Death & the Future Life: The Writings of the Saints
This section contains homilies and other writings, as well as Lives of Saints, which relate to our theme
the Incarnation of the Logos, by St. Athanasius the Great.
An excellent English edition of this classic work has been published
by St. Vladimir Seminary Press. It includes a superb Introduction
by C. S. Lewis.
on Life After Death, by St. John of Shanghai and San Francisco,
with comments by Fr. John Mack.
on the Gospel of St. Matthew, by St. John Chrysostom
The Dormition of the Most Holy Theotokos
Christ holding the all-luminous soul of Mary, depicted in the form of a child
on 1 Corinthians 15, by St. John Chrysostom
Commentary on the Last
Judgement, from The Explanation by the Blessed Theophylact,
The Gospel According to St. Matthew, Chapter 25:41-46.
Commentary on the Parable of the Rich Man and
Lazarus, from The Explanation by the Blessed Theophylact
(St. Luke 16)
The Journey Beyond Death: St.
Theodora's Journey Through the Aerial Toll-Houses
The Lives of Sts. Justina and Cyprian:
Christianity vs. Sorcery.
The Life of St. Salvius: Seer of Heavenly
St. Mark of Ephesus on the State of Souls
After Death: Against the Roman Catholic Doctrine of Purgatory.
Excerpts from his homilies given at the 15th century Pseudo-Synod
"Condemned" to be Immortal,
by St. Justin (Popovich) of Chelije.
Concerning the Resurrection, by St.
John of Damascus
Concerning Angels, by St. John of Damascus.
See also The Church's Teaching Concerning Angels,
from Orthodox Life.
The Life of
St. Columba, by St. Adamnan. See Book III, Of the Visions of Angels
Ecclesiastical History of the English Nation, by St. Bede. See
especially Book V, Ch. 12, 13, and 15 for events related to our theme.
(Note: Book V is not yet online, but should be soon. Consult a paperback
edition until then.)
Life of St. Cuthbert, by St. Bede. See esp. Ch. IV, "How,
In Company With Shepherds, He Saw the Soul of Bishop Aidan Carried
to Heaven by Angels," and Ch. XXXIV.
The Life of St. Anthony, by St. Athanasius
the Great. One of the most famous classics of Christian antiquity.
A book which became the model for all hagiographical literature. See
Sections 59-60, and 65-66 for events related to our theme.
When Thou hadst fallen asleep in the flesh as one mortal, O King and Lord, Thou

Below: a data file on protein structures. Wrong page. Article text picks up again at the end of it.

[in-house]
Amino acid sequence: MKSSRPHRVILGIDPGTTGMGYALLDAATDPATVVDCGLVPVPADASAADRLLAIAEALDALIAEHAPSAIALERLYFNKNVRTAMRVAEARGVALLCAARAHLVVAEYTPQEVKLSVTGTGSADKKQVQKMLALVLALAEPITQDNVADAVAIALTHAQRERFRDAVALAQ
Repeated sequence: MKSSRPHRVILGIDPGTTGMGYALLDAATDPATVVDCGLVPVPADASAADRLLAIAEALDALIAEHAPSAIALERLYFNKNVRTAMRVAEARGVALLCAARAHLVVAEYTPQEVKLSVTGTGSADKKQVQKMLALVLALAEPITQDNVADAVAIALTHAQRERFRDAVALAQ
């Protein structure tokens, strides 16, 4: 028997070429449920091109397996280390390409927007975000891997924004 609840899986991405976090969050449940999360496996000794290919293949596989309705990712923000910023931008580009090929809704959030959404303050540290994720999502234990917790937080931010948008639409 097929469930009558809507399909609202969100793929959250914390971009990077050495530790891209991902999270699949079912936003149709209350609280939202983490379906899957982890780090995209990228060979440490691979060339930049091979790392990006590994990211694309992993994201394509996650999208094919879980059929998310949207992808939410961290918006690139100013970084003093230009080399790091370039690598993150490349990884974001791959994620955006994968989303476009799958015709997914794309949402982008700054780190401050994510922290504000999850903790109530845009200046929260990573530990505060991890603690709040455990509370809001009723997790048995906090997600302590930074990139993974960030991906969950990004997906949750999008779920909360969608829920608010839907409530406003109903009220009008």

didst rise again on the third day, raising up Adam from corruption,
and abolishing death: O Pascha of incorruption! O Salvation of the
Exapostilarion for the Sunday of Pascha
It is the day of Resurrection, let us be radiant, O ye peoples; Pascha, the
Lord's Pascha; for Christ God hath brought us from death unto life,
and from earth unto Heaven as we sing the triumphal hymn.
Heirmos for Ode One, Paschal Canon
Let us arouse in ourselves the remembrance of death by visiting cemeteries, visiting
the sick, being present at the death and burial of our close ones,
by frequently examining and renewing in our memories various contemporary
deaths which we have heard of or seen.... Having understood the shortness
of our earthly life and the vanity of all earthly acquisitions and
advantages; having understood the frightful future that awaits those
who have disdained the Redeemer and redemption and have offered
themselves entirely as a sacrifice to sin and corruptionlet us turn
our mental eyes away from their steady gazing at
the deceptive and enchanting beauty of the world which easily catches
the weak human heart and forces it to love and serve it; let us turn
them to the fearful but saving spectacle of the death that awaits us.
Let us weep over ourselves while there is time; let us wash, let us
cleanse with tears and confession our sins which are written in the
books of the Sovereign of the world. Let us acquire the grace of the
Holy Spiritthis seal, this sign of election and salvation; it is
indispensable for a free passage through the spaces of the air and for
entrance into the heavenly gates and mansions.... O ye who have been
banished from Paradise! It is not for enjoyments, not for festivity,
not for playing that we find ourselves on earthbut in order that by
faith, repentance, and the Cross we might kill the death which has
killed us and restore to ourselves the lost Paradise! May the merciful
Lord grant the readers of this Homily, and him who has composed it, to
remember death during this earthly life, and by the remembrance of it,
by the mortification of oneself to everything vain, and by a life
lived for eternity, to banish from oneself the fierceness of death
when its hour shall come, and through it to enter into the blessed,
eternal, true life. Amen.
Conclusion of a Homily on Death, by St. Ignaty Brianchaninov.
From his Collected Works, Vol. III, pp. 181-183. (Translation taken from The Soul After Death, p. 172.)